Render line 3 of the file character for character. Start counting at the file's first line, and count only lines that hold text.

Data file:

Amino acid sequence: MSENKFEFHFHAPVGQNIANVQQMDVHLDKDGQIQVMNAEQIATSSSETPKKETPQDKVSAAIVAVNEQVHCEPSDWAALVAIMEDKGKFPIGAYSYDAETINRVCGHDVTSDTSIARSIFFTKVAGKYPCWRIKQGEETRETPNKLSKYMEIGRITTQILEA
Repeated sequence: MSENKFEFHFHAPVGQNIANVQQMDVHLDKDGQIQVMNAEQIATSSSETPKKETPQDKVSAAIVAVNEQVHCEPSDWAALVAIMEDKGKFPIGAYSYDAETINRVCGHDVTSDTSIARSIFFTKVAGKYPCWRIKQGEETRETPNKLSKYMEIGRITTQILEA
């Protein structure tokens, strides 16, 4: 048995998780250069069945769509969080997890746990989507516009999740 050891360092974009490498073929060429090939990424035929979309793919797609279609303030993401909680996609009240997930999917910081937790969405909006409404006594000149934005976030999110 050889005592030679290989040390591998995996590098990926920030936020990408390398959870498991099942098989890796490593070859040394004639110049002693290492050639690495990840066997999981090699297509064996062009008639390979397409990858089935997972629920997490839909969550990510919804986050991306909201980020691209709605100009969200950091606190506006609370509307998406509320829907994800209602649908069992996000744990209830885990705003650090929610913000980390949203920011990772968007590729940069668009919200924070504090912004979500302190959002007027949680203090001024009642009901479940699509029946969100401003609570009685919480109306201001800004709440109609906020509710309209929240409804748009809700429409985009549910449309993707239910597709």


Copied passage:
């Protein structure tokens, strides 16, 4: 048995998780250069069945769509969080997890746990989507516009999740 050891360092974009490498073929060429090939990424035929979309793919797609279609303030993401909680996609009240997930999917910081937790969405909006409404006594000149934005976030999110 050889005592030679290989040390591998995996590098990926920030936020990408390398959870498991099942098989890796490593070859040394004639110049002693290492050639690495990840066997999981090699297509064996062009008639390979397409990858089935997972629920997490839909969550990510919804986050991306909201980020691209709605100009969200950091606190506006609370509307998406509320829907994800209602649908069992996000744990209830885990705003650090929610913000980390949203920011990772968007590729940069668009919200924070504090912004979500302190959002007027949680203090001024009642009901479940699509029946969100401003609570009685919480109306201001800004709440109609906020509710309209929240409804748009809700429409985009549910449309993707239910597709």